Saturday, June 5, 2010
At school, I've been trying to keep to the rule of thumb: avoid all forms of rewards and punishments. (Alfie Kohn's book on the subject is all one needs to read to be convinced of their ineffectiveness.) While this is pretty straightforward in terms of not having sticker charts, grades, time out corners, and other typical classroom methods of control, I find it trickier when it comes to praise. It can be hard to find the right words when confronted with a beaming child!
For me, the bottom line with praise is that there is a right and wrong way to do it.
I find the arguments against using praise convincing:
-It is ultimately a form of "sugar coated" manipulation
-Children can become dependent on it
-It messes with children's motivations
-It can often belittle a child's success or joy (it can be kind of patronizing)
-It can create a pressure to "perform"
-It can rob a child of their sense of accomplishment
-Often it's just a habitual reaction instead of a genuninely thought-felt comment
(If you're not convinced by my bullet points, here's a great little article with more details about why a certain kind of praise is not the best way to acknowledge a child's achievement.)
At our Conscious Discipline meeting today, we touched on the subject of verbal encouragement. I liked the way our teacher, Helen Guda, spoke about the messages we convey when we praise and her suggestions on how to offer praise consciously.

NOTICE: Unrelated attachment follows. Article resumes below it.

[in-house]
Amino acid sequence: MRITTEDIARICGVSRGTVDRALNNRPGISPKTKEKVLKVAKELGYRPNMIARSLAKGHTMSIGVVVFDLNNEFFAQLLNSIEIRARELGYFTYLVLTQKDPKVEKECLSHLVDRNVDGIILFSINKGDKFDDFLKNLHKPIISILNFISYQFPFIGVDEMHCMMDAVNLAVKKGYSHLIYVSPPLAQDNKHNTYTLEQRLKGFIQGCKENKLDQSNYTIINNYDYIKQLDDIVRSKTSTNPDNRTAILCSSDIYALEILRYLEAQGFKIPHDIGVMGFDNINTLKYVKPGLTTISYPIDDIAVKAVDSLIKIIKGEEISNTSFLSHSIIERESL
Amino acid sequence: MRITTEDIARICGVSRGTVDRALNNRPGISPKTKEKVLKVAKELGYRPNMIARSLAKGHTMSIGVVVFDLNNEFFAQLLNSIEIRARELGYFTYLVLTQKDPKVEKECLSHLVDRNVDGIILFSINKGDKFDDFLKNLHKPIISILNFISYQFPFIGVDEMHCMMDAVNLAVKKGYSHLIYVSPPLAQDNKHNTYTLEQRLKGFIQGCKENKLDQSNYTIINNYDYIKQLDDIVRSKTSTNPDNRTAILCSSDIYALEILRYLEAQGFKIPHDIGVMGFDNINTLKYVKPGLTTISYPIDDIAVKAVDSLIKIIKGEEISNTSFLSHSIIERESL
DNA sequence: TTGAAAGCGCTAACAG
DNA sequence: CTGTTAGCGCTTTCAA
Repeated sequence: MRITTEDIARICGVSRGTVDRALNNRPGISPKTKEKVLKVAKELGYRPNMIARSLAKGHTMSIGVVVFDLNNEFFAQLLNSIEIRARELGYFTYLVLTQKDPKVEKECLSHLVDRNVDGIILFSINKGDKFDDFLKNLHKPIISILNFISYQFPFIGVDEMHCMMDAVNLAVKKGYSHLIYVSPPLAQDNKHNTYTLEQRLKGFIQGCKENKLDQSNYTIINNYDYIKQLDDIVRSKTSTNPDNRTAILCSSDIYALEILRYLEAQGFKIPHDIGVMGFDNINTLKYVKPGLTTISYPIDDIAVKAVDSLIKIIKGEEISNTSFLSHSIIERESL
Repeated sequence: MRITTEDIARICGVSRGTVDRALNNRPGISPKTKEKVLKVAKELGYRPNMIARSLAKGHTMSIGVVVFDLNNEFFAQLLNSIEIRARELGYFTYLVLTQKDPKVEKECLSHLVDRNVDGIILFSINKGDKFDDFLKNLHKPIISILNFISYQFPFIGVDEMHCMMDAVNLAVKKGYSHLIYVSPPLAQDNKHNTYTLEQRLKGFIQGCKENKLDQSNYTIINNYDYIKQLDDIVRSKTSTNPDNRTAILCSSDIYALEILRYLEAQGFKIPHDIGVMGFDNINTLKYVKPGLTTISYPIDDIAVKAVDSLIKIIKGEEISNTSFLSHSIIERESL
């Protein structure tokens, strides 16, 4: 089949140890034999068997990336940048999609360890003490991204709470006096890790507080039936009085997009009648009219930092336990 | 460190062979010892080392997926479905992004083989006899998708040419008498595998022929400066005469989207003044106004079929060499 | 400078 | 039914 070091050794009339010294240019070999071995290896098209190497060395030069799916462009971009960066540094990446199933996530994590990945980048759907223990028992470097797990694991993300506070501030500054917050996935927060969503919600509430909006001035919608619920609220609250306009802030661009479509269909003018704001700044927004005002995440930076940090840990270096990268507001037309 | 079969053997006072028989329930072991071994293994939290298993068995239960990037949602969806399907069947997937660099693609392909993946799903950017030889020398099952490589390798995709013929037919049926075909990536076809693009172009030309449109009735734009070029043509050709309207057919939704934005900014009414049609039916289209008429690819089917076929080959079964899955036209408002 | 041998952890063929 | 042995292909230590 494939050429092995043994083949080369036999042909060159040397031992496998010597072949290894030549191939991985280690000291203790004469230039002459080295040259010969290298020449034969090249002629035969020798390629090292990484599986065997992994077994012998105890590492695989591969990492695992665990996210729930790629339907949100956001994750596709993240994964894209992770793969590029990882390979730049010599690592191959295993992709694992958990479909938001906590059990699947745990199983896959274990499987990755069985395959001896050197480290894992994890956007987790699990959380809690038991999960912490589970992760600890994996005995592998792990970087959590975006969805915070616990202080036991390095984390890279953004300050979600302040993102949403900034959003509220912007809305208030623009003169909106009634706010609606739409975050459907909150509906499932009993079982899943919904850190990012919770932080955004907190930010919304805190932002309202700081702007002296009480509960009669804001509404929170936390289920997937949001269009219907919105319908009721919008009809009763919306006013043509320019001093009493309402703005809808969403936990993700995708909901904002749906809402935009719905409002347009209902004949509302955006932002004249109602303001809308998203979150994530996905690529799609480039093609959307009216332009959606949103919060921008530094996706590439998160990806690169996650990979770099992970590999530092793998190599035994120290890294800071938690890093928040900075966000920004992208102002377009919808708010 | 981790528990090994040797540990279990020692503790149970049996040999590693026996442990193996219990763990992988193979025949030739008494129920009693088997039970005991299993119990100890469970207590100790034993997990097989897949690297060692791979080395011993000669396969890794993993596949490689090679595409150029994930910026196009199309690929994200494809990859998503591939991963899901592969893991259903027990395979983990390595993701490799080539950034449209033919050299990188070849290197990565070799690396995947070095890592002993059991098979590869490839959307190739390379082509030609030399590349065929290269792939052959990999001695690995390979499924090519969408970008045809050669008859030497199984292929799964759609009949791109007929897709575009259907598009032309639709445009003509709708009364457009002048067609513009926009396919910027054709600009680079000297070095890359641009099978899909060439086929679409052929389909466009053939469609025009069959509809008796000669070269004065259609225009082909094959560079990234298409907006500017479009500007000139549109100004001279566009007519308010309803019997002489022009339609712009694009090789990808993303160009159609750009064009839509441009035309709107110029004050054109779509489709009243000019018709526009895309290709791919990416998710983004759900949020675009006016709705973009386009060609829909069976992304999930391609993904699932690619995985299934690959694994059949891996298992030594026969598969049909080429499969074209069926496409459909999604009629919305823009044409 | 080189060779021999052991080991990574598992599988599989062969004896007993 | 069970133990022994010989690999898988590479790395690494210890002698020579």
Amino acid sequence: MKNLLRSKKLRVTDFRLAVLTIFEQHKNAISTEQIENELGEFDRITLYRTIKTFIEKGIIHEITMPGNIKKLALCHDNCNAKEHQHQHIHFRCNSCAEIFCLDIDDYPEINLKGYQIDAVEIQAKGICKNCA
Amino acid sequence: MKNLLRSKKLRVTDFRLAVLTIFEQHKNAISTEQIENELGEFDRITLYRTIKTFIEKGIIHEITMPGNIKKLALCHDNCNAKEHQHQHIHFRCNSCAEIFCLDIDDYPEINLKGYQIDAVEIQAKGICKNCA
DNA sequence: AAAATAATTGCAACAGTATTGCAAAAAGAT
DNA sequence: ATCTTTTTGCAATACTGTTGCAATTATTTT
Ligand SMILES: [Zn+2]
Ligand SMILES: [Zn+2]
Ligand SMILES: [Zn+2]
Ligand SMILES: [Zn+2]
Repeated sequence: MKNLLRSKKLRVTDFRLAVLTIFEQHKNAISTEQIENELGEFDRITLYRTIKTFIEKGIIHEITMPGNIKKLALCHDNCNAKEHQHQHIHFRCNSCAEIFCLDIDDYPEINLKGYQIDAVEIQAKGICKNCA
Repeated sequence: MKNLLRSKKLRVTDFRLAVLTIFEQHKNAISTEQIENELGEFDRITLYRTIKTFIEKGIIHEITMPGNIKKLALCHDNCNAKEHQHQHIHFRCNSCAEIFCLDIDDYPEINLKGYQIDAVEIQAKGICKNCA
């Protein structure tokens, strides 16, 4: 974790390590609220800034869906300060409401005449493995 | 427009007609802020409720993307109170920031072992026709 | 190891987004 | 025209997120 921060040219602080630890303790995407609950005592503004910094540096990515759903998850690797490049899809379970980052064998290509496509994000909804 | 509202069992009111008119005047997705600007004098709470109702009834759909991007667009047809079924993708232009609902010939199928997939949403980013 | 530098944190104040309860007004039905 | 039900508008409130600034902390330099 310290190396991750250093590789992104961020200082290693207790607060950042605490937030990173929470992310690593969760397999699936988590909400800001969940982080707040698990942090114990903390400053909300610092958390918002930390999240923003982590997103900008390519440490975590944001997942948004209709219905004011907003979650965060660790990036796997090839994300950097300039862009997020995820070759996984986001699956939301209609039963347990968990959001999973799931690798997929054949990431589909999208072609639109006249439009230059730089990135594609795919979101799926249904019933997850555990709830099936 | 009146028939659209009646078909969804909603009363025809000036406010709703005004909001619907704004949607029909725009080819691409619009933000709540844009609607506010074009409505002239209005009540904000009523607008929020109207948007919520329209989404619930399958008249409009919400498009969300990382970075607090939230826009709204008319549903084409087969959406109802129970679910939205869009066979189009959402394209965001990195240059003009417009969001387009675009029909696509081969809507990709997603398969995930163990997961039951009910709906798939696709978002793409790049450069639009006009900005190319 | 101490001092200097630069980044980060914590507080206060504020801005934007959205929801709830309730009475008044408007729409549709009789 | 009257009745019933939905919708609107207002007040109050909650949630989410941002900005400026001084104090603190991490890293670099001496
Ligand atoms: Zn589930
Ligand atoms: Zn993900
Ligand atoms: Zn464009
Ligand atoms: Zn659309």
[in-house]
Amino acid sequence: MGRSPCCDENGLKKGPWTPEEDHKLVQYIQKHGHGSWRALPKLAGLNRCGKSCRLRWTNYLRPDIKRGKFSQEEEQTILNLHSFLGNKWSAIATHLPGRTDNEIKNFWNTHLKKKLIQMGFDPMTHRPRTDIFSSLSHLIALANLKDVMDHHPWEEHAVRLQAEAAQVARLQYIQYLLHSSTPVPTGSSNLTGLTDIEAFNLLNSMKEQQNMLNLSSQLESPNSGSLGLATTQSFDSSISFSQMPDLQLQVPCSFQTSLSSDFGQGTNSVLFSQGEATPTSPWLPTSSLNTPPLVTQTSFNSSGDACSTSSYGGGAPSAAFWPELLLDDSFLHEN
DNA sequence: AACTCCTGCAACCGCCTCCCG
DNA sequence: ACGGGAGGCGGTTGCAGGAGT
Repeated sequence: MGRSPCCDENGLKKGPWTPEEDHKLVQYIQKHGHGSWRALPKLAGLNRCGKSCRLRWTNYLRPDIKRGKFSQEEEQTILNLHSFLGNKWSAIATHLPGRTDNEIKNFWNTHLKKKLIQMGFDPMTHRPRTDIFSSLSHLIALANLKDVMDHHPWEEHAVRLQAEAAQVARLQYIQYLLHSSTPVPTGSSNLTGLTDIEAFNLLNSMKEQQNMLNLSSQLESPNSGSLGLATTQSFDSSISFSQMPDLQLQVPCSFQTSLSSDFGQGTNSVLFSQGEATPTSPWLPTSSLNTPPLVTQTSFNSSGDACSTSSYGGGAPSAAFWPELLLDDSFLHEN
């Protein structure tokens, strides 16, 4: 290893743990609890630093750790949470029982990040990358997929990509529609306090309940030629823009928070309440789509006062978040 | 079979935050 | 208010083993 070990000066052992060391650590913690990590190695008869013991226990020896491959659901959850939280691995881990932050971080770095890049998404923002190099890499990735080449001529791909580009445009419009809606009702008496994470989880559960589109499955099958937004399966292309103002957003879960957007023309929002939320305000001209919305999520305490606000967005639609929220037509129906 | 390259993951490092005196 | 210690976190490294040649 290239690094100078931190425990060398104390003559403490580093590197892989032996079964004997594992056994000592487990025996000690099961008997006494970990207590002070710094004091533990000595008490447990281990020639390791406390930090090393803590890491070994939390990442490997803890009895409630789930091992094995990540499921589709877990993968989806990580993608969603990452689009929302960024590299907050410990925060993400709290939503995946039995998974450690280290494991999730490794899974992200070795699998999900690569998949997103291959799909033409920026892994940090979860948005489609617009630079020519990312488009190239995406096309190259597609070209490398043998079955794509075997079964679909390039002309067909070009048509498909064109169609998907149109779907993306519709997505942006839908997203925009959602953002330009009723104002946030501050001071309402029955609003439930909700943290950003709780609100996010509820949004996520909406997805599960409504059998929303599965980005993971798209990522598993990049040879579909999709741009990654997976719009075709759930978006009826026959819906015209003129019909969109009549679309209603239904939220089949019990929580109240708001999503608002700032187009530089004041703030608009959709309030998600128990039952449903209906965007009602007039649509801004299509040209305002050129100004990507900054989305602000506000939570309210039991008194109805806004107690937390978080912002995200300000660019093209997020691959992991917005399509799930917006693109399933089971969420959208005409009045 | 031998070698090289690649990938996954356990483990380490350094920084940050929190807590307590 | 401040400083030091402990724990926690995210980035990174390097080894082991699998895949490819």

- You can simply describe what the child did. ex: "You finished the addition tables!"
-Connect what the child did with the feelings of joy and satisfaction they got from their accomplishment. ex: "I can see you are feeling so proud about learning how to play that song on the xylophone."
-Describe what you see. "You put on your shoes all by yourself and you look very happy."
-Notice the effort and progress of the child. ex: "The last time you tried, you walked around half of the line before the water spilled. This time you made it all the way around."
-Notice the contributions that children bring to the group. ex: "You washed the snack table and now everyone will get to eat snack on a clean table."
-Consider if it's really necessary to say ANYTHING AT ALL. Sometimes just a smile is enough recognition.